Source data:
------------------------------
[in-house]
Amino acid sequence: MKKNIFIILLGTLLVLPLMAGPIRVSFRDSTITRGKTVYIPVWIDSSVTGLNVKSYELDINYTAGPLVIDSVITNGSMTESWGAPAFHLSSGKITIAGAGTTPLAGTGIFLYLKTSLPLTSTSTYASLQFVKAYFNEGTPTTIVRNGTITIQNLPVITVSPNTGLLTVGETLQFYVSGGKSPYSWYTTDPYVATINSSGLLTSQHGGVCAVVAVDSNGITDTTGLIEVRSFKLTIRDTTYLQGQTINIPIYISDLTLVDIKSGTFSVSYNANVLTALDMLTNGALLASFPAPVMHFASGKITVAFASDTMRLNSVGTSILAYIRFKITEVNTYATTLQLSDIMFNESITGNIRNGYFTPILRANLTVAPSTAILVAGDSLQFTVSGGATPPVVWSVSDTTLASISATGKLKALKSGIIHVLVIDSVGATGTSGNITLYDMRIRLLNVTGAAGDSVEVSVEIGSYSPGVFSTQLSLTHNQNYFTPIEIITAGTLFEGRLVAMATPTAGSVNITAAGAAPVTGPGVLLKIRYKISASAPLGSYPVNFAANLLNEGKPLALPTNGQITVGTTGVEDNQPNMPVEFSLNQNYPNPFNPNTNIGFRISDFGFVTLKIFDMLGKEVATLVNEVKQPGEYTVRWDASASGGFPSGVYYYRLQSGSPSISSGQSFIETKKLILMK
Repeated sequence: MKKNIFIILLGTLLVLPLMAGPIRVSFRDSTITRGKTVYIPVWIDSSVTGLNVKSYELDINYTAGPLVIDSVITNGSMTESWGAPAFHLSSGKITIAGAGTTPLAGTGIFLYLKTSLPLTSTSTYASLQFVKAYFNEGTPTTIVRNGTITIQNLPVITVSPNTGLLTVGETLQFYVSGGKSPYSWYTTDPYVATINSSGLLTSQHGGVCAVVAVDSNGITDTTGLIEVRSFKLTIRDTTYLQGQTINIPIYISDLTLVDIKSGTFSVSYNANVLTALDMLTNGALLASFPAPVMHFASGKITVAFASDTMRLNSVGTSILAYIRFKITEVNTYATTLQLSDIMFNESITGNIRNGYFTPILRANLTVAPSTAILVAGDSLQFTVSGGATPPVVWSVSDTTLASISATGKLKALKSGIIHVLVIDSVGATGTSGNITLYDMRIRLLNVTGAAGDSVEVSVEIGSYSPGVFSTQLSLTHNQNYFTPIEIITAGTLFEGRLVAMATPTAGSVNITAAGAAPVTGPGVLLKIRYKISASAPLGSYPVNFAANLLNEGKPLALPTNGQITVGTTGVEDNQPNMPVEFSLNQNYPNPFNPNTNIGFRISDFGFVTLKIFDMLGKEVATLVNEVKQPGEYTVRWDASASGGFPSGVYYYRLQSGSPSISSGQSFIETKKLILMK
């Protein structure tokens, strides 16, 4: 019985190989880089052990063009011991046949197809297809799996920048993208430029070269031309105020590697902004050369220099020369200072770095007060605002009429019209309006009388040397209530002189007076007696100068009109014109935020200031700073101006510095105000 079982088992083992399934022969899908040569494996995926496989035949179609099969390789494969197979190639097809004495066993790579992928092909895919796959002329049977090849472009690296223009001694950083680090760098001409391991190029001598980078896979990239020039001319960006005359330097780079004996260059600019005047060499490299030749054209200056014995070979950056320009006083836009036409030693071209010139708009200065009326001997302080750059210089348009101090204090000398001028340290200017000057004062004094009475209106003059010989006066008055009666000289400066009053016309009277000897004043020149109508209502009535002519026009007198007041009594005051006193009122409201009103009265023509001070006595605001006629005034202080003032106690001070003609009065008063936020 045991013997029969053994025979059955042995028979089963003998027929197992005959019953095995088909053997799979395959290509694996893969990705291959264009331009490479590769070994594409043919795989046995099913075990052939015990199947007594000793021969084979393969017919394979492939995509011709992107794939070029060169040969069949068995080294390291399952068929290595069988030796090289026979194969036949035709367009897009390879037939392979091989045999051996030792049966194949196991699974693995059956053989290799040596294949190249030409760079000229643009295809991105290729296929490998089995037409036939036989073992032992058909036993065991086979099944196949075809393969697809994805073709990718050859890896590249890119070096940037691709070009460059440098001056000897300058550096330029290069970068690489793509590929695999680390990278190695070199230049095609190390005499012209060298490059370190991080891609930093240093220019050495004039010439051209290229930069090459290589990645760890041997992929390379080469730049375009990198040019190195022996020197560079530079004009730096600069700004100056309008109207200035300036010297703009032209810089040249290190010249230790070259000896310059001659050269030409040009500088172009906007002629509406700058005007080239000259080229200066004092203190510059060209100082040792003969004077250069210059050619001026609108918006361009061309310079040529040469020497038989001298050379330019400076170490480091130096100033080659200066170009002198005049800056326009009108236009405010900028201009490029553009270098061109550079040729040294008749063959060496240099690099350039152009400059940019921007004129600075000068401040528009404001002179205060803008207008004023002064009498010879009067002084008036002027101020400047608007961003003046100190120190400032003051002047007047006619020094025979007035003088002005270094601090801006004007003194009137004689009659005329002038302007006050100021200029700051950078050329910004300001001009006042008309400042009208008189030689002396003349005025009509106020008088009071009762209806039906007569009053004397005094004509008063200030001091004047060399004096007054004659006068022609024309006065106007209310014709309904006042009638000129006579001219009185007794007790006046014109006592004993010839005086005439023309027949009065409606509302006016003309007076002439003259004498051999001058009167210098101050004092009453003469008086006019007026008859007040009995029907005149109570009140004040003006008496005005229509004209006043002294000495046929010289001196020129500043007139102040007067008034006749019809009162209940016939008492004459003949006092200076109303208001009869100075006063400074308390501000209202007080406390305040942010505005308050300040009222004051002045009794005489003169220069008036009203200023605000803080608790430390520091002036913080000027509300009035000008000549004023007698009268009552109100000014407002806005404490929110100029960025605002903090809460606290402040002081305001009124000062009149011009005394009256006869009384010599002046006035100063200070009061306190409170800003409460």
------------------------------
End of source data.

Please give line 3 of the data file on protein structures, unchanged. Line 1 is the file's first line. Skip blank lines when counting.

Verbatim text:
Repeated sequence: MKKNIFIILLGTLLVLPLMAGPIRVSFRDSTITRGKTVYIPVWIDSSVTGLNVKSYELDINYTAGPLVIDSVITNGSMTESWGAPAFHLSSGKITIAGAGTTPLAGTGIFLYLKTSLPLTSTSTYASLQFVKAYFNEGTPTTIVRNGTITIQNLPVITVSPNTGLLTVGETLQFYVSGGKSPYSWYTTDPYVATINSSGLLTSQHGGVCAVVAVDSNGITDTTGLIEVRSFKLTIRDTTYLQGQTINIPIYISDLTLVDIKSGTFSVSYNANVLTALDMLTNGALLASFPAPVMHFASGKITVAFASDTMRLNSVGTSILAYIRFKITEVNTYATTLQLSDIMFNESITGNIRNGYFTPILRANLTVAPSTAILVAGDSLQFTVSGGATPPVVWSVSDTTLASISATGKLKALKSGIIHVLVIDSVGATGTSGNITLYDMRIRLLNVTGAAGDSVEVSVEIGSYSPGVFSTQLSLTHNQNYFTPIEIITAGTLFEGRLVAMATPTAGSVNITAAGAAPVTGPGVLLKIRYKISASAPLGSYPVNFAANLLNEGKPLALPTNGQITVGTTGVEDNQPNMPVEFSLNQNYPNPFNPNTNIGFRISDFGFVTLKIFDMLGKEVATLVNEVKQPGEYTVRWDASASGGFPSGVYYYRLQSGSPSISSGQSFIETKKLILMK